CLSI Blog Articles

Read the latest articles about CLSI and laboratory standards in the official CLSI Blog. Browse our most recent blog articles below.

CLSI’s M100 Annual Updates Webinar

On February 20 and 21, CLSI will host its annual M100 updates webinar. This webinar will be moderated by Janet Hindler, MCLS, MT(ASCP), F(AAM) and presented by Romney M. Humphries, PhD, D(ABMM) and Audrey Schuetz, MD, MPH, FCAP. The material presented will be the same on both days and will help your lab staff identify the major changes found in the updated edition of CLSI document M100.

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Applying Fluoroquinolone Pharmacokinetics, Pharmacodynamics, and Updated Clinical Breakpoints for Gram-Negative Pathogens to Determine Optimal Dosing

Antimicrobial-resistant bacteria are responsible for significant morbidity, mortality, and excess healthcare costs, and their prevalence is increasing at a rate faster than the antimicrobial development pipeline. FDA-approved antimicrobial doses represent estimates across a patient population in order to maximize generalizability and probability of clinical effect as it would apply to “most” patients. Unfortunately, the increase in bacterial resistance and medical complexity of our patients means that these population estimates no longer apply to “most” patients, or at least not to the patients in whom optimizing antimicrobial doses matters the most. Fortunately, the principles of antimicrobial pharmacokinetics (PK) and pharmacodynamics (PD) can help optimize dosing regimens and tailor therapy for each patient individually.

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The Importance of Prenatal and Newborn Screening

Prenatal screening tests are performed during pregnancy to determine the likelihood of a baby having specific birth defects. Most tests are performed during the first or second trimester and are noninvasive. A screening can only provide information about the possibility that the condition is present. When screening is positive, further confirmatory diagnostic testing is performed.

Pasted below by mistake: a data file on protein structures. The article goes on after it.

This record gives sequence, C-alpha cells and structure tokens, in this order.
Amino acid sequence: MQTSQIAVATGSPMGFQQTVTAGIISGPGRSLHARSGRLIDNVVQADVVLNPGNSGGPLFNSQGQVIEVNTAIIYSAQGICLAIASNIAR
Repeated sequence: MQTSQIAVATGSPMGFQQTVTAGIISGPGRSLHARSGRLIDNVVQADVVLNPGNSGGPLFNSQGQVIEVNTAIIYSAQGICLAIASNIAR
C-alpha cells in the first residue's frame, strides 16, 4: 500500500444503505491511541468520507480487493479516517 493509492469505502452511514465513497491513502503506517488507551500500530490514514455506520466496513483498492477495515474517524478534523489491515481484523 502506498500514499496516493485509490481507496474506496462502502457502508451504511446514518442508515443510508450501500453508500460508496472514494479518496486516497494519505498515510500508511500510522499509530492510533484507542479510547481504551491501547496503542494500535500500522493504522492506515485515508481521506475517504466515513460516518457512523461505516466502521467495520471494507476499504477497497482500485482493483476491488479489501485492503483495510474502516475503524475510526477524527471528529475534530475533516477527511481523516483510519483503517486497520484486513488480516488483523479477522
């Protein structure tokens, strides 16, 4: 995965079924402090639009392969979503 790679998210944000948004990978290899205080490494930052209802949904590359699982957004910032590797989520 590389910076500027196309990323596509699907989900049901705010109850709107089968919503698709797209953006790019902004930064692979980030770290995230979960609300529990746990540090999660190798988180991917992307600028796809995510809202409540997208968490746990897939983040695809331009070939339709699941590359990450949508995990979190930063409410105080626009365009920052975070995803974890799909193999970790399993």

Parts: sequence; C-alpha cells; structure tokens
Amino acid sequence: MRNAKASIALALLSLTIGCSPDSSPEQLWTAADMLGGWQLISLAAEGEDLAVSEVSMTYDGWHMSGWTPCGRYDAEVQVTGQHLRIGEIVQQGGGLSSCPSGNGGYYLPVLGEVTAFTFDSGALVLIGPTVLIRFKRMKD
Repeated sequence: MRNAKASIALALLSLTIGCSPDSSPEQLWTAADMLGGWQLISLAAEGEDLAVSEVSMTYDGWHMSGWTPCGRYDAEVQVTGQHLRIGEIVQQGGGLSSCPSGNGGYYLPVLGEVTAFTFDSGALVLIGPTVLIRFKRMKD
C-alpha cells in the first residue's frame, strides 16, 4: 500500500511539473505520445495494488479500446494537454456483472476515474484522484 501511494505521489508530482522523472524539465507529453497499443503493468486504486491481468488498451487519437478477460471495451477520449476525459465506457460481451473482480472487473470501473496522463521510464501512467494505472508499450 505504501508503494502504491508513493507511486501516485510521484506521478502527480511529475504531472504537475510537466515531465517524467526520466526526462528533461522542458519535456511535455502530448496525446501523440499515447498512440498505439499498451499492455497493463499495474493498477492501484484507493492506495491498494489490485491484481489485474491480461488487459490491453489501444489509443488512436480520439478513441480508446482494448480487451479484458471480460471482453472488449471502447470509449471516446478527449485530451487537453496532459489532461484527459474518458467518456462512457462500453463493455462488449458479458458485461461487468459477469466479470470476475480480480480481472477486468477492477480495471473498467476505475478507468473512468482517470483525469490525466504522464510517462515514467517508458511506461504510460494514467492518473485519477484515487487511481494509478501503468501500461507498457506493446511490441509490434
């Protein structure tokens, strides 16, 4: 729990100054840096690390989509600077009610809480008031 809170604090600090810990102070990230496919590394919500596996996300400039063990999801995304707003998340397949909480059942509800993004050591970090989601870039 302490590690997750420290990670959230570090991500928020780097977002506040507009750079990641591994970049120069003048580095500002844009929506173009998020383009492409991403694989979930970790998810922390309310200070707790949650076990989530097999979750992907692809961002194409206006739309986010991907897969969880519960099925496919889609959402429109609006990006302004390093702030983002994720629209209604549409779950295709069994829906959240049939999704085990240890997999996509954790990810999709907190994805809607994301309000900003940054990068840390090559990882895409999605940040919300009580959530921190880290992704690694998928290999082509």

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January is National Birth Defects Prevention Month

January is National Birth Defects Prevention Month. The theme for 2019 is “Best for You. Best for Baby.” The National Birth Defects Prevention Network Education and Outreach Committee has developed materials and resources to assist organizations interested in raising awareness during National Birth Defects Prevention Month.

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January is National Cervical Health Awareness Month

The United States Congress has designated January as Cervical Health Awareness Month. Nearly 13,000 women in the United States are diagnosed with cervical cancer each year. Cervical cancer is preventable with vaccination and appropriate screening.

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World AIDS Day

December 1 is the 30th anniversary of World AIDS Day. This year’s theme is “Know your status”. World AIDS Day originated at the 1988 World Summit of Ministers of Health on Programs for AIDS Prevention. Since then, every year United Nations agencies, governments, and communities join forces to campaign around specific themes related to AIDS.

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Clostridium difficile Awareness Month

November is Clostridium difficile Awareness Month. C. diff was associated with nearly 30,000 deaths in 2011. Historically thought of as a problem mostly confined to hospitals and nursing homes, C. diff rates in the community seem to be on the rise. Antibiotic use is a known factor; hospitalization is another. Clostridial species can resist disinfectants, which is why so many infections occurred in hospitals and nursing homes.

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Prevention of Specimen Labeling Errors in the Lab

Accurate specimen identification is critical for quality patient care. Improperly identified specimens can result in delayed diagnosis, additional laboratory testing, treatment of the wrong patient for the wrong disease, and severe transfusion reactions. Specimen identification errors have been reported to occur at rates of 0.1% to 5%.

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Prematurity Awareness Month and Newborn Screening

An estimated 15 million babies around the world are born premature each year and more than one million of them do not survive. Although the United States has seen sustained improvement in its preterm birth rate, it has one of the highest rates of preterm birth of any industrialized country.

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